Strangers find kindness and friends are united in these nine short stories that look at the positive power of nature.
As Heiss points out, gazing at a painting of nature can boost one’s morale and relieve stress. To that end, the author has paired original paintings and colorful (albeit stock) photos of mountains, wooded paths, and lush gardens with a series of happy-ending stories. In “Spello Flower Festival,” for instance, an adopted woman goes to Italy and finds the spirit of her ancestors in an act of kindness. A homeless family asks to weather a storm with a recent widow in “The Old Red Barn” only to find that she may be able to offer more than just shelter, which gives her a much-needed sense of purpose. Nursing homes and the elderly appear in a few stories, such as “The Rainbow Boots,” in which a resident moves her puzzle-solving to the foyer in order to better engage with visitors that come through the doors. Other tales attempt to strike out into historical-fiction territory, such as “The Blue Shutters,” a clichéd portrait of a runaway slave family relying on the kindness of others to bring them to freedom. Overall, the collection is certainly palatable, with a Hallmark card–style sentiment in every mild plot and pleasant conclusion. A few clever and heartwarming twists stand out above the rest, as in “Rimi Rock,” in which two strangers communicate with clues on a beach until they finally find each other, and “The Bridal Path,” in which one bride’s heartbreak is another’s dream come true. The bright photographs and simple paintings serve as vibrant bookends to each positive story. The prose isn’t particularly notable (“Silently, a tear drifted down her cheek”), but if delivering hope and cheer into people’s lives is its goal, it makes an earnest effort.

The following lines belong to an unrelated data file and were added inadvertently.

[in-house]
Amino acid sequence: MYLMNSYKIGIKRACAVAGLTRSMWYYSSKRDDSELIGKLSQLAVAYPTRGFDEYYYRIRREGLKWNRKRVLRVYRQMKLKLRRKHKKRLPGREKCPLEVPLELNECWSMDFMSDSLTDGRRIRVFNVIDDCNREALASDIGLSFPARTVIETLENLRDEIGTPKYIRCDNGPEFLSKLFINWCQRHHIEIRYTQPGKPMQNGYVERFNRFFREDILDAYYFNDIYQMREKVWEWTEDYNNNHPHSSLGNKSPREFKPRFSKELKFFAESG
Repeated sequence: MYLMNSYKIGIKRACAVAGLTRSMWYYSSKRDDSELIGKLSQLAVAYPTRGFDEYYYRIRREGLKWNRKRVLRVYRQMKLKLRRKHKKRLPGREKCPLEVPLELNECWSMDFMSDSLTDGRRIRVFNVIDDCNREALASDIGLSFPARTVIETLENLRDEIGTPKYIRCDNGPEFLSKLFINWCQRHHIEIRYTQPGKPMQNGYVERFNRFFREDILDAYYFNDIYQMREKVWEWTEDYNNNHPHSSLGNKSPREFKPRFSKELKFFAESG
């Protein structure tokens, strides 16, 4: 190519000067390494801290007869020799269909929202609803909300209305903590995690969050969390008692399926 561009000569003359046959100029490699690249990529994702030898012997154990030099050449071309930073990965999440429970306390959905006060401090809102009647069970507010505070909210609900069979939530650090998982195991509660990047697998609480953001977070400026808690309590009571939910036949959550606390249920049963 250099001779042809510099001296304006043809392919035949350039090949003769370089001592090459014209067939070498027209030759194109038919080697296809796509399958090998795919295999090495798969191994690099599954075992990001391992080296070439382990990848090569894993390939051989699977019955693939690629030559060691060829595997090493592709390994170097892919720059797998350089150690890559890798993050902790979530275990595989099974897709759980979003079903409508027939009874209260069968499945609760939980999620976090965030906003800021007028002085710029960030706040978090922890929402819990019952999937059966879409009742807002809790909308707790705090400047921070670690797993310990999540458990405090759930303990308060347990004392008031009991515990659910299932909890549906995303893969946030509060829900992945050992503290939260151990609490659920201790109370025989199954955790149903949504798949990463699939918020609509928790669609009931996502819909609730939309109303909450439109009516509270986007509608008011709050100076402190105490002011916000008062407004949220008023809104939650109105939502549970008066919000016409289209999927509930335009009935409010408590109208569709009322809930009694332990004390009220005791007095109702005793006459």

Sentimental, vividly illustrated tales meant to calm and inspire.